SAINT PAUL, Minn. — This week, we're focusing on the "digital divide" happening in our state.
To put it simply, there are families who have resources for distance learning and those who don't.
WiFi, internet connection, even a quiet place to work, not everyone has the same access to these now essential learning tools.
"We were really noticing that there's a lot of people without opportunities when the pandemic hit,” Sanneh Foundation CEO Tony Sanneh says.
Hearing countless stories of struggling students, Sanneh decided to step in.
He and his staff quickly turned the Sanneh Foundation gymnasium into a free learning center.
"I'm very happy to have it here,” local mother Shamar Williams says.
The center has enough space for 72 students, but Sanneh says they typically see around 60 students on a daily basis.
Williams sends her two sons to the center five days a week.
From 8:00 a.m. until 2:00 p.m. her sons get a free place to set up their laptops and learn.
And from 2:00 p.m. to 6:00 p.m. her sons have a safe place to play until she can pick them up after work.
"Now they're getting good grades and they're getting better at school,” Williams says.
Nia Robinson, another local mother, says it's not just the free internet and technology that are helping her 8-year-old daughter succeed in school.
She says the center also has tutors who float around and make sure the students don't fall behind.
"Here she has the one-on-one attention where she can learn and get her school work done without any interference,” Robinson says.
There are about a dozen other centers just like this across the Twin Cities, with ten more on the way.
It's all part of a new program through Comcast.
"We've launched an initiative called “Lift Zones,” where across the country we're launching 1,000 sites where students can come to do their distance learning,” Comcast Director of Community Impact Stacey Nelson-Kumar says.
Through this program, Comcast provides free internet, and the tools community groups need to get started.
The Phyllis Wheatley Community Center is in the process of opening their own Lift Zone in Minneapolis.
Leaders are hoping to have the Lift Zone up and running by November 21st.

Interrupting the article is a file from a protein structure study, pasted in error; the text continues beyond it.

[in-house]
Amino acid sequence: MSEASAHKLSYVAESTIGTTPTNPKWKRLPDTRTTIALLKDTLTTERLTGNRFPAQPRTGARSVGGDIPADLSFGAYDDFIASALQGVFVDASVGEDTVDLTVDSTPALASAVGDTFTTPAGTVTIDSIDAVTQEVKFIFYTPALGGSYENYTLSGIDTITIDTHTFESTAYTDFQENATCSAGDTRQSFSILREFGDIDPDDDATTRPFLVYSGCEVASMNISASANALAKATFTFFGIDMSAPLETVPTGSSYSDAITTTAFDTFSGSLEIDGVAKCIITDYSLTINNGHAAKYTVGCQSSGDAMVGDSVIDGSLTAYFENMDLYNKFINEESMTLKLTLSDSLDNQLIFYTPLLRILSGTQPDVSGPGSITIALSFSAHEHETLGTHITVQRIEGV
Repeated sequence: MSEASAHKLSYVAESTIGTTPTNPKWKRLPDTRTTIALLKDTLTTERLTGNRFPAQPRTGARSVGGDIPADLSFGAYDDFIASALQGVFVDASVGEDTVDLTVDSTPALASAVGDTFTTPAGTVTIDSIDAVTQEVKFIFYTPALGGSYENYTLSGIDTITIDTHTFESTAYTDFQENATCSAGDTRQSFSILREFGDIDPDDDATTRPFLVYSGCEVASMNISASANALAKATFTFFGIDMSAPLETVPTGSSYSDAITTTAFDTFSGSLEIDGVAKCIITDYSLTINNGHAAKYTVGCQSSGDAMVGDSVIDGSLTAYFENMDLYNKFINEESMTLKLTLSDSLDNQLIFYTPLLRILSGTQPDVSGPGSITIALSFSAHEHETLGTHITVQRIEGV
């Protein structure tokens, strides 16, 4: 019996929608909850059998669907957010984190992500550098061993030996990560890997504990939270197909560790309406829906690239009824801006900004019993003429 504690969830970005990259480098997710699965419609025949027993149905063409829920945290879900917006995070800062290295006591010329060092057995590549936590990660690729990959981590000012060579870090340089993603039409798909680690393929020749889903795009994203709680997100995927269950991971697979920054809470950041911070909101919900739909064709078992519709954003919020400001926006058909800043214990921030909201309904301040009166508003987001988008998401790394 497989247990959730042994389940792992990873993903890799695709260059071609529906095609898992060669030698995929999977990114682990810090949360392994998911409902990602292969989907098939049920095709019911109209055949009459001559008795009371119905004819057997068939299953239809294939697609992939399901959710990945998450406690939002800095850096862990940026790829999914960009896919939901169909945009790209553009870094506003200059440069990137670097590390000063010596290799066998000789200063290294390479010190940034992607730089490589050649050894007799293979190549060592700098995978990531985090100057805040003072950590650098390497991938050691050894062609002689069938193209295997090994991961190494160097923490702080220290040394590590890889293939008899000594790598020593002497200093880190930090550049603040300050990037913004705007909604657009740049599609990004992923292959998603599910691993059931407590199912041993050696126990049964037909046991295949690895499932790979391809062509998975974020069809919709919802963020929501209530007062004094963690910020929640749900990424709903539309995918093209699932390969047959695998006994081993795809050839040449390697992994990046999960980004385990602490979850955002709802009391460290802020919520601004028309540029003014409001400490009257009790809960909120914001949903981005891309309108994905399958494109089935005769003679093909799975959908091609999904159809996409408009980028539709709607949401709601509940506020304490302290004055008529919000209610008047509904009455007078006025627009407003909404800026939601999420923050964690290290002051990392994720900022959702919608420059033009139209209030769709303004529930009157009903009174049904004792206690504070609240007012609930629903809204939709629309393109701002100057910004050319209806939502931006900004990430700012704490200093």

"We believe this is an area we should be focusing on because the gap is so great,” executive director Suzanne Burks says.
At this “Lift Zone” they'll focus exclusively on black teenage boys who will learn life skills and career readiness as part of a 12-week program.
"And that ultimately they see that there are caring adults for them, that they really do care about their continued learning and continued development,” Burks says.
Thanks to Comcast, centers will have free internet for the next three years.
The overall goal of this new program is to close the digital divide and give more students more opportunities even after the pandemic is over.
"To make sure that every child has food to eat, a safe place to go and educational support so they can get what they deserve and thrive,” Sanneh says.
Besides the Sanneh Foundation in Saint Paul, here is a full list of every Lift Zone in the Twin Cities metro.
- Boys & Girls Clubs of the Twin Cities locations
- Al Lenzmeier West Side, St. Paul
- East Side, St. Paul
- Jerry Gamble Center, Minneapolis
- Mount Airy, St. Paul
- Southside Village, South Minneapolis
- Hallie Q. Brown Community Center, St. Paul
- Keystone Community Services, St. Paul
- Neighborhood House, St. Paul
- Perspectives Family Center, St. Louis Park
- Phyllis Wheatley Community Center, Minneapolis
- Pillsbury United Communities, Brian Coyle Center, Minneapolis
- The Real Minneapolis, Allina Commons, Minneapolis
- The Sanneh Foundation, Conway Community Center, St. Paul
- Vietnamese Social Services, St. Paul